The Chargers games set for a simulcast on KFI-AM (640) and KYSR (ALT 98.7) are part of the iHeart L.A. family.
Smith, living in Los Alamitos and close to the team’s Costa Mesa facilities and their new temporary home at StubHub Center in Carson, was one of many who didn’t think the team would replace Lewin when moving up from San Diego.
“I love him, and he’s a great guy; it was my impression that he would stick around,” said Smith. “Then iHeart signed up, and I thought if they were going to make a change, I might have had a shot based on knowing people there and knowing they’ve heard my work.”
That would include some fill-in roles on the Pac-12 Network and Fox’s NFL regional coverage. With Compass, Smith did up to three Chargers national radio broadcasts a season.

Tuesday afternoon, A.G. Spanos, the Chargers’ president of business operations who oversees marketing, sales, PR and digital media, called Lewin a “complete professional and he did a great job for us, calling some of the most memorable games in our history. He’s part of the Chargers’ family. The door is always open for him as he has this hectic schedule and is in high demand — because he’s worth it.
“But we had a lot good options, and I think the more we learned about Matt, he was uniquely positioned to fill this roll. With all the programming we have planned, Matt’s location in L.A. full time fits us as we go into this new market. Listening to what folks are saying and evaluating all the parts, the stars just lined up for Matt. For a city as diverse as L.A., he has a skill set that’s equally as diverse and a knack for connecting with L.A. sports.”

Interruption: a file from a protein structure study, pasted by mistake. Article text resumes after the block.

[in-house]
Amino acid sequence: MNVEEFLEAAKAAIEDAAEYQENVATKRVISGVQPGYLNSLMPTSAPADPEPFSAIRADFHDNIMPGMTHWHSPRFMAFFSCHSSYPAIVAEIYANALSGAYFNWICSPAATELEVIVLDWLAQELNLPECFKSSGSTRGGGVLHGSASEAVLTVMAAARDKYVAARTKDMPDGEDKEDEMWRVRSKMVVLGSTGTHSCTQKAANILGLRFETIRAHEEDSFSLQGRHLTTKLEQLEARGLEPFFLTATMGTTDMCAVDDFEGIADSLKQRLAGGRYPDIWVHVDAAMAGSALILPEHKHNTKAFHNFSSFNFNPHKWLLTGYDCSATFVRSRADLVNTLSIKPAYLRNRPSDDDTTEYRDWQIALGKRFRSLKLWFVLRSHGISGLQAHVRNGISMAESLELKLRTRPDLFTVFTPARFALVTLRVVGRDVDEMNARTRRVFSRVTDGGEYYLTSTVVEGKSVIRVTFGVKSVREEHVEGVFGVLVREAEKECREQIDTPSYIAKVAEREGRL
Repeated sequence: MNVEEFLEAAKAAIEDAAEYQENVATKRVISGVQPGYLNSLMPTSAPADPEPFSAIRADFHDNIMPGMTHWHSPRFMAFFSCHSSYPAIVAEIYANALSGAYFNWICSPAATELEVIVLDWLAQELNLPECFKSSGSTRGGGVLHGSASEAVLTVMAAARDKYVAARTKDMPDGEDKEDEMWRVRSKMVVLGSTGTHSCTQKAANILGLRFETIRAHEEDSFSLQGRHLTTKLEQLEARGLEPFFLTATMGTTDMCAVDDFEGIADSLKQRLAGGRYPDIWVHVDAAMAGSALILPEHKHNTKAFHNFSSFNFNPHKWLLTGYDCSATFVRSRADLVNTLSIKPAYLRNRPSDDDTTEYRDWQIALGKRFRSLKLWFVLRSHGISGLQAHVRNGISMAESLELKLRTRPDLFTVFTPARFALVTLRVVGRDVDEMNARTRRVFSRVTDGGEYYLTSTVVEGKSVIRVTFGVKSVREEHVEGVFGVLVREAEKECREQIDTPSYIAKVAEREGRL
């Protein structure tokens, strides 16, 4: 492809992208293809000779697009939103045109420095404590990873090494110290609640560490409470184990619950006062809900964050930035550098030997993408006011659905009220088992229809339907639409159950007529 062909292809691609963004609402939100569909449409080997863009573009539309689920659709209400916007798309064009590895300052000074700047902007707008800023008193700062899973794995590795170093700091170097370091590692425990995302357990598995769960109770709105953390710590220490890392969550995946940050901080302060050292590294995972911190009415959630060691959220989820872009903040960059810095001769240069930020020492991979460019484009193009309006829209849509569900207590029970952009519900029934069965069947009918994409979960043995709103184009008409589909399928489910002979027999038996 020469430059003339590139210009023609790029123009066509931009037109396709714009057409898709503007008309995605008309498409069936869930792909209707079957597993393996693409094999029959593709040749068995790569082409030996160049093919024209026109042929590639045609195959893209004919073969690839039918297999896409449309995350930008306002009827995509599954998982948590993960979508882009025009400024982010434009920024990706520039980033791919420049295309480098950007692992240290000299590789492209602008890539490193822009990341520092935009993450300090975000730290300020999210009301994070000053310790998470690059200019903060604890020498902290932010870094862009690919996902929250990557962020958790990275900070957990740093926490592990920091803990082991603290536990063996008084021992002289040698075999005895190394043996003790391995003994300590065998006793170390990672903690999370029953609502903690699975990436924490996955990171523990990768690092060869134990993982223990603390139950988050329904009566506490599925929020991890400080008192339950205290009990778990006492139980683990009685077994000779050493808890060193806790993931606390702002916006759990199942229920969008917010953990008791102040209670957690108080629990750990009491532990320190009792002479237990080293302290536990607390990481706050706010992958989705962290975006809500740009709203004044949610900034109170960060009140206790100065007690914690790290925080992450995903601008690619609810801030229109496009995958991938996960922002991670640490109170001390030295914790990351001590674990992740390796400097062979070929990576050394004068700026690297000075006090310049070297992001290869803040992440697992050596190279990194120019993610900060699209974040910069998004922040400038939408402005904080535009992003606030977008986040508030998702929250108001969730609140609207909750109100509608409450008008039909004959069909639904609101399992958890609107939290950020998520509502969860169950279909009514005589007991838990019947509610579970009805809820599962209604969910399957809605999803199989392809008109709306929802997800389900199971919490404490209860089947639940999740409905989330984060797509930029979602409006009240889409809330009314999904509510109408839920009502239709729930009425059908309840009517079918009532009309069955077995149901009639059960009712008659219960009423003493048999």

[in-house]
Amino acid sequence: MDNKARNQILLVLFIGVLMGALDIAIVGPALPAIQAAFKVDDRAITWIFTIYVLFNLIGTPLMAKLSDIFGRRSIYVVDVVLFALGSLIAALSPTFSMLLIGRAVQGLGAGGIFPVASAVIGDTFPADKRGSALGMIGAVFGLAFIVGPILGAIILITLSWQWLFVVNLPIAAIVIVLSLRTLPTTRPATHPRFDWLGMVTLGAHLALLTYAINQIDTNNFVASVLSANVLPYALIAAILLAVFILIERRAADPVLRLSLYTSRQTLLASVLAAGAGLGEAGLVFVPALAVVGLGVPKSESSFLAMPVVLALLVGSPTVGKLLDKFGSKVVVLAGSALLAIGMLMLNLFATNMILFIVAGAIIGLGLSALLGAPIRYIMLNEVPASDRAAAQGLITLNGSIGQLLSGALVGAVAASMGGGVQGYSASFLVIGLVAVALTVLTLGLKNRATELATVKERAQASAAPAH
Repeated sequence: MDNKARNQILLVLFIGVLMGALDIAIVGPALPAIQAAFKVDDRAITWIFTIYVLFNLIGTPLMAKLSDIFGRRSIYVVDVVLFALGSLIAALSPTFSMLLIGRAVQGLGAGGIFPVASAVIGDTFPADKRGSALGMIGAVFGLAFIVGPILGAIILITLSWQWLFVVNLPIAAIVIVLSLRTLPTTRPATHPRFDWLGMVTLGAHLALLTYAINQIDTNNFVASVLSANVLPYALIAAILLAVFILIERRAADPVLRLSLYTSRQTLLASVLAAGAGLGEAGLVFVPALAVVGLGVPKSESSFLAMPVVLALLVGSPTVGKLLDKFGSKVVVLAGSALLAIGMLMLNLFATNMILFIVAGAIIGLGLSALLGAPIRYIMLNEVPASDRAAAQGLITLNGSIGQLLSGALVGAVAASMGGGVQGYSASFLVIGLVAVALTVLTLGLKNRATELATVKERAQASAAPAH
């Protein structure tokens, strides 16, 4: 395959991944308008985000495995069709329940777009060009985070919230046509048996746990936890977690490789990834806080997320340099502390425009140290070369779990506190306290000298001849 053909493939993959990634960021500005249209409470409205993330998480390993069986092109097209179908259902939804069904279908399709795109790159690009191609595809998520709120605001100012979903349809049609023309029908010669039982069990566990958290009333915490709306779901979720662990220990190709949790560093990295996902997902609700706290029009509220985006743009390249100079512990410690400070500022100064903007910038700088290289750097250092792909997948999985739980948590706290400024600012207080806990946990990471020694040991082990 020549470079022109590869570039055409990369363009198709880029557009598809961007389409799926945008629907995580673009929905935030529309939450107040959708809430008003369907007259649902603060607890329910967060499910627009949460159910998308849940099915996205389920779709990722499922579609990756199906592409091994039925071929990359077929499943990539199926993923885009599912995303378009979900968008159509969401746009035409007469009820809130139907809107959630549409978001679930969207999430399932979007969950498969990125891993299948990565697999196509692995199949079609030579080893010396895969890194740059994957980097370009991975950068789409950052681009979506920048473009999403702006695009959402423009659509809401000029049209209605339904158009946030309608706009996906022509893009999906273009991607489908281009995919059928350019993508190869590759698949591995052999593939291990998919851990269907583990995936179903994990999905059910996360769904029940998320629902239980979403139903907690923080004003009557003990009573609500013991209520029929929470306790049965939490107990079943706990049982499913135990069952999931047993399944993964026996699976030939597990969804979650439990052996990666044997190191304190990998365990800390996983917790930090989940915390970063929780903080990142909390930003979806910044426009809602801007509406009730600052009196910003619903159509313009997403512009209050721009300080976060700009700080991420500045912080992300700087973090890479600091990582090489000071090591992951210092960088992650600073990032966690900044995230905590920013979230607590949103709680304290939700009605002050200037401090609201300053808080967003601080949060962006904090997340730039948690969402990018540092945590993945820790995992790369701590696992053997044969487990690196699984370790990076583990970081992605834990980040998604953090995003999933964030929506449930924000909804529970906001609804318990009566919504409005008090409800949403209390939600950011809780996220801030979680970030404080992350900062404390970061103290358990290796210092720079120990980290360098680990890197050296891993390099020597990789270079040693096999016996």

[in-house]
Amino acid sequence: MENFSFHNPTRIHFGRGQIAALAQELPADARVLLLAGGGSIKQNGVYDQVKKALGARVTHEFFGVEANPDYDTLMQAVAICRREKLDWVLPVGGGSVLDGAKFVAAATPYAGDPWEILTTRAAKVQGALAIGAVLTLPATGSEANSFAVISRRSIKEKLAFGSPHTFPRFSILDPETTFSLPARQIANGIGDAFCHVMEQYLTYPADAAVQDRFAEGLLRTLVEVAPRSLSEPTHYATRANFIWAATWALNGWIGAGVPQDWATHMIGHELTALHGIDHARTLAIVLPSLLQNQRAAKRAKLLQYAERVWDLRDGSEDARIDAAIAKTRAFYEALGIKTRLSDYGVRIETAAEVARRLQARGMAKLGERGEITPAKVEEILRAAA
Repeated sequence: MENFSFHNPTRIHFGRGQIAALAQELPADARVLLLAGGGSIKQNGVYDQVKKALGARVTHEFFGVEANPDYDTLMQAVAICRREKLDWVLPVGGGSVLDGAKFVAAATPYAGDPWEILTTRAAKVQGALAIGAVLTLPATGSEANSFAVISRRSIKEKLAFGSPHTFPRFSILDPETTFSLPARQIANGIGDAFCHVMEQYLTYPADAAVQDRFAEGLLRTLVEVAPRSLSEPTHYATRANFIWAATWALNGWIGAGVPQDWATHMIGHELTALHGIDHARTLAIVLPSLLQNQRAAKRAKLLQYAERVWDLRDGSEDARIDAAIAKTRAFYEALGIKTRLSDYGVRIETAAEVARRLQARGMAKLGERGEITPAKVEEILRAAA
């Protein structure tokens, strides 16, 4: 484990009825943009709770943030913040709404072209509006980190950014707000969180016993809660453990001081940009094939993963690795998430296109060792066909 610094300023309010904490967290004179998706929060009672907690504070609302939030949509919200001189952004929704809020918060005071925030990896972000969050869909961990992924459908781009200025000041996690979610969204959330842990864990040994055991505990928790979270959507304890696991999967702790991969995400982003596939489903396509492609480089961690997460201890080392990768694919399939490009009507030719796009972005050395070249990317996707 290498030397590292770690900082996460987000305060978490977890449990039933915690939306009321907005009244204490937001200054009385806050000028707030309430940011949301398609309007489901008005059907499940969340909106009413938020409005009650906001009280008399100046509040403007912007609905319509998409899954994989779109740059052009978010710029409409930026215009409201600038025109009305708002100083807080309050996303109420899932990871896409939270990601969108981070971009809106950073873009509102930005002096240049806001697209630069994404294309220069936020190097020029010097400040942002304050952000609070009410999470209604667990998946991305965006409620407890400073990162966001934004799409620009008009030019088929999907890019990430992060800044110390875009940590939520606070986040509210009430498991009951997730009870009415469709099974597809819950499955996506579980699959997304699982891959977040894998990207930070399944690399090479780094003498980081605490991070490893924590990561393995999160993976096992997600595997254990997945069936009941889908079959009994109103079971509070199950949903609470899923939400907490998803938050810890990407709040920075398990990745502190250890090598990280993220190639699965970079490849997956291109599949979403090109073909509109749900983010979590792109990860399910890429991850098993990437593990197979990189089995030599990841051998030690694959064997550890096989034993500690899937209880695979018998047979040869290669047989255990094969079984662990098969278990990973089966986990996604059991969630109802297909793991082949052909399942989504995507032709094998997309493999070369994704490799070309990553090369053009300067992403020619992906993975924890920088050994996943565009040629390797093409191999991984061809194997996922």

The Chargers’ move somewhat parallels what the Lakers have with radio play-by-play man John Ireland also doing his weekday afternoon sports-talk show with Steve Mason on the team’s flagship station, KSPN-AM (710).
It means a daily dialogue of the team — good and bad — which is something Smith knows about as he did Lakers pre-and post-game show for KLAC-AM several years ago before they switched stations.
“If you’re complementary, they call you a homer; if you take some shots, then …” said Smith. “I told the Chargers I won’t be mean and malicious but I won’t sugar-coat anything either. The team just said to be fair, which is perfectly fine for me.

“I’ve always loved being involved with a team,” Smith said. “When the announcement was made, I wasn’t ready for how big a job it is in the eyes of others. I spent about 3 1/2 hours (Monday) responding to Twitter and more than 2,000 messages. You don’t realize how much you’re a connection to the people and team and that’s very cool and exciting.”